Learn to Plan – or Plan to Fail

Last week, I wrote a post about success and failure, which really resonated with college students, and graduates. In the post, I shared my hardships as a recent graduate in 2012, and what I did to overcome them while bills piled up, food ran scarce, and my rent doubled.

The post was so well-received that this week, I thought it best to follow up with a piece on the importance of planning, when faced with personal and professional hardships. But first, a story.

The Traveling Nurse

In 2014, Twitter helped me reconnect with a high school friend I hadn’t heard from or spoken to in years. A driven young woman, she had moved to New York with high hopes of becoming a nurse and travelling the world. It was a selfless, ambitious goal; and all who knew her rooted for her success.

For a time, it was all she spoke about. She ate, slept, and breathed her goals of travelling and nursing. She studied hard, and made good grades – all while working shifts at a well-known hospital. In fact, our conversations was about as much leisure as she made time for.

Finally, the month came to begin her studies at the university of her choice. She put even more hours and work in, and really studied hard for that entrance exam. She read the textbook, attempted all the math questions she could find, went over her assignments… She did everything right – everything to the absolute best of her ability. And you know what? They didn’t accept her.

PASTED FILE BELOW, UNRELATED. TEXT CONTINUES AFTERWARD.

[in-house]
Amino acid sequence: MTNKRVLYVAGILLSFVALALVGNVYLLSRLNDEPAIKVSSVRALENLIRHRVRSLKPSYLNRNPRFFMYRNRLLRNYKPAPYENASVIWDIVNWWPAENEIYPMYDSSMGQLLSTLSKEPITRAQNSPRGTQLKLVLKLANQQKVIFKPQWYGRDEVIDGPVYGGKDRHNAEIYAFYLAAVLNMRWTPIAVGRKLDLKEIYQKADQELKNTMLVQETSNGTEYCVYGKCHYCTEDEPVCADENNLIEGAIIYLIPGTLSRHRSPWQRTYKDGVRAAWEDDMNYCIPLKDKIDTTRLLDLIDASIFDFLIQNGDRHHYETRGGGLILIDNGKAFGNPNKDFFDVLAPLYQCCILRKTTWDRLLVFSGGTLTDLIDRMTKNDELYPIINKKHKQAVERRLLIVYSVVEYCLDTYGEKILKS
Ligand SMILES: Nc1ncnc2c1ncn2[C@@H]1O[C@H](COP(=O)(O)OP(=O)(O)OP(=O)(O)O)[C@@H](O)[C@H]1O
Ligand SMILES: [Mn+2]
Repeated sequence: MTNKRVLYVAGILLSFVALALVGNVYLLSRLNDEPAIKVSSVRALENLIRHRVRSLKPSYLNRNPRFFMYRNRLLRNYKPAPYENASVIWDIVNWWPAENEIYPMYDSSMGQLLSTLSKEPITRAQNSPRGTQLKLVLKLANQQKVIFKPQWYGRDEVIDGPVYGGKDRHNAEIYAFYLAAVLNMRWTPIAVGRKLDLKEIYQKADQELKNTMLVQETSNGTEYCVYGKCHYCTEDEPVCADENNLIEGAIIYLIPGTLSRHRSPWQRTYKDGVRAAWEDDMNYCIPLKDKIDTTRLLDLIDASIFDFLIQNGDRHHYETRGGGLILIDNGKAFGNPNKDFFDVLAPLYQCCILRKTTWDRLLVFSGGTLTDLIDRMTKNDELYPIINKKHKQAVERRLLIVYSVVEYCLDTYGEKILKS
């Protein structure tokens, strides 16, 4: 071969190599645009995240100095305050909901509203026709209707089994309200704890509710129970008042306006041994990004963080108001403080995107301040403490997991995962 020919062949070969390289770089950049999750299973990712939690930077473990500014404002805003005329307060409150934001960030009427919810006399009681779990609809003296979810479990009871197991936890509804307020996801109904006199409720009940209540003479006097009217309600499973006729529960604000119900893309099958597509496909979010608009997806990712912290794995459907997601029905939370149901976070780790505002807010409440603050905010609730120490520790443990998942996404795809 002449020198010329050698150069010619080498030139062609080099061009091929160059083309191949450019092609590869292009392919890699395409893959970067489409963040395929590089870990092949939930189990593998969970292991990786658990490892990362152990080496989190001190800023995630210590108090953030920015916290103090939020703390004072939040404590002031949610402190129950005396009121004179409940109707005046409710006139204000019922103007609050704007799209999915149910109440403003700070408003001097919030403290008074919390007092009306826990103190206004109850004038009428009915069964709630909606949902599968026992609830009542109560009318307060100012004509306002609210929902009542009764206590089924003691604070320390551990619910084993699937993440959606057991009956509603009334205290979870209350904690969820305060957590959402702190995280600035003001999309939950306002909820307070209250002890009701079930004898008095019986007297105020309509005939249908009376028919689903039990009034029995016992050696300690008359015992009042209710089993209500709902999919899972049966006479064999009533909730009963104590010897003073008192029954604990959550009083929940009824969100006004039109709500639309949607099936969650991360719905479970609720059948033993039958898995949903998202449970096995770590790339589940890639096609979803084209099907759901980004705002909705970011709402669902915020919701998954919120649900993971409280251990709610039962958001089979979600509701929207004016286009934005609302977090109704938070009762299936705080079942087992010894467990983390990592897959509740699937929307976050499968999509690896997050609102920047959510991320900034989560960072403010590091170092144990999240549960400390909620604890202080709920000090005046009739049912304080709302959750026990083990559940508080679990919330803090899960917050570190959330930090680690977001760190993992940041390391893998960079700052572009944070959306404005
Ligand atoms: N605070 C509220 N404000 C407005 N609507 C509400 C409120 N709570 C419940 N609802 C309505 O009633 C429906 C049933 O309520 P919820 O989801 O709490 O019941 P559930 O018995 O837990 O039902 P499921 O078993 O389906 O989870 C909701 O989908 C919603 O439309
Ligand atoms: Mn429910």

After a moment of discouragement, she shook off the rejection and applied to a nursing program at another university. They turned her down as well. New York was just too competitive, and as an immigrant who went through an entirely different system of schooling and accreditation from other Americans, the odds were stacked against her.

Frustrated, disappointed and confused, she worried about her chances of fulfilling her dreams before midlife struck, and resented the curtailing of her independence, which happens when every last cent you make must go to paying for school.

What should she study in place of nursing? Was it worth doing something else, or should she sit out a whole other year while time ticked on by?